Hip and rib bones jutted out beneath Livia’s rough red coat and her mane hung in matted, lice-laced tufts when rescuers first saw her. The mustang mare was a month short of foaling and her round belly showed the only bit of fat on her body. The throwaway mare may be an example of a national trend as the economic downturn hits horses and their owners. "You can see a definite crunch in things. People are needing to place their horses and there are less adoptions and less donations,” said Natalee Cross of Blaze’s Tribute Equine Rescue in Jones. The same goes for Greener Pastures Horse Rescue in Fittstown. "People can’t take care of these animals, and they’re kicking them out or turning them loose, and we go get them. And it’s bad,” rescue manager Elizabeth Munson said. She said donations have fallen off by 90 percent compared with last year. Michael Herrin, assistant state veterinarian, said the horse industry is suffering here and beyond. "The number of horses that need foster care or rescue, those have gone way up because there used to be a place for those horses. I think it’s become a problem in a lot of states, including Oklahoma,” Herrin said. "If you compare today’s environment with that of two years ago, it’s changed considerably, the number of horses that are abandoned.” Horse owners who can’t afford to feed their horses sometimes take them to auctions, where some won’t even fetch $25. So, he said, they’ll walk away and leave the animals. "That’s much more common than it used to be,” Herrin said. In other cases, the sheriff’s office or animal protection groups step in and recover horses suffering from neglect, abandonment or both.
Rescue services ‘overwhelmed’Shawn and Natalee Cross of Blaze’s Tribute Equine Rescue took in the pregnant mare Livia, along with the rest of her starving pasture mates from Garvin County. They took home 23 horses, though three had to be put down. Livia is thriving under the care of the Crosses and their daughters, Dakota, 14, and Kaitlyn, 12. The mare just delivered a healthy steel-gray colt and added about 100 pounds to the 669 she had dropped to, Natalee Cross said. Their herd of rescued horses has reached 72, though some are in foster homes. Is it a record? "Not yet, but it’s only April and we’ve taken in more horses so far than all of 2008,” she said. "I think we’re going into another spiral of abandonment, neglect and cruelty cases. I can’t turn my back on them. They don’t have a voice, and I try to be their voice.” Blaze’s primarily takes on animal cruelty cases from the Oklahoma County sheriff’s office, the Oklahoma City animal welfare department and any rural sheriff’s office that needs help, Cross said. But the rescue is overwhelmed, said Oklahoma County Deputy Shawn Shelby, with the environmental crimes animal welfare unit. He said he worked the Livia case and another one last month that appeared related to the economy. In the second case, the owner’s brother said the man had been down on his luck and hadn’t been living where the two horses were kept on NE 29 in Harrah. Someone reported the horses were trying to eat bark and that one fell and couldn’t get up. Despite spending hours in the cold trying to get one of the emaciated horses to stand up, Blaze’s Tribute Equine Rescue and veterinarians were unable to save either one. An examination at Oklahoma State University showed the only thing in one horse’s stomach was a bark-like material, wood, screws and porcelain, Shelby said.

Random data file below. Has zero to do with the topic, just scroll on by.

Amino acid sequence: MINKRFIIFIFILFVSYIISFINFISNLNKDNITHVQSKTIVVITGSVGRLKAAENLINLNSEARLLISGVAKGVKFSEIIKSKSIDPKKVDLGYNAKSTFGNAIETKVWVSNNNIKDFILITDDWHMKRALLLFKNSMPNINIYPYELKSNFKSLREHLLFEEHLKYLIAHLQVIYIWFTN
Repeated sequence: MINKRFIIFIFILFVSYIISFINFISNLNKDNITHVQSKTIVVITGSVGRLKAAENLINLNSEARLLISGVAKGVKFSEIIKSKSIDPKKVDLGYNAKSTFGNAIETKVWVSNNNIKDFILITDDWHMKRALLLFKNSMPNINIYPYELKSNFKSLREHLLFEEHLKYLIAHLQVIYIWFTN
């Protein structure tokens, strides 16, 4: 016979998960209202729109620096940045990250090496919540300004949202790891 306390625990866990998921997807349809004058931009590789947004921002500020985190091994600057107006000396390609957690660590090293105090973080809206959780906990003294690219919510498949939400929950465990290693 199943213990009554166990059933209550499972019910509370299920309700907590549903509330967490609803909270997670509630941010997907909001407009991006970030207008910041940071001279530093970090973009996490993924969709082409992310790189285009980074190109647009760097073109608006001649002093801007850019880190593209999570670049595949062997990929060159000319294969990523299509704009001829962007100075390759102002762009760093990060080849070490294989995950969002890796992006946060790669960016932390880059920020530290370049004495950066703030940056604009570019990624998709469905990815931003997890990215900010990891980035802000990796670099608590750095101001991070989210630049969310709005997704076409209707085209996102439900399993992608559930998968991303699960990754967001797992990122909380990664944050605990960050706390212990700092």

On the lookout for greener pasturesMunson said she recently learned that Greener Pastures Horse Rescue will be looking for a new barn and pasture. The landowner had deeded the property to Greener Pastures but had continued making payments on it. Now the facility — 58 acres, a 20-stall barn and other buildings on State Highway 99 south of Ada — is set to be auctioned May 1 in a sheriff’s sale, the Pontotoc County Sheriff’s Department confirmed. Munson said the rescue is suffering. "Our donations went to pot because nobody’s got any money to turn loose of,” she said. "Last month, we got $50, and that’s it.” She said she’s scraping to buy feed for nearly 100 old, previously abused or neglected horses. But she says she won’t be defeated. "I moved seven times in four years,” she said. "We always find some place.” More information Blaze's Tribute Equine Rescue 17667 Markita Drive Jones, OK 399-3084 Greener Pastures Horse Rescue 24490 State Highway 99 South Stonewall, OK 74871 580-777-4774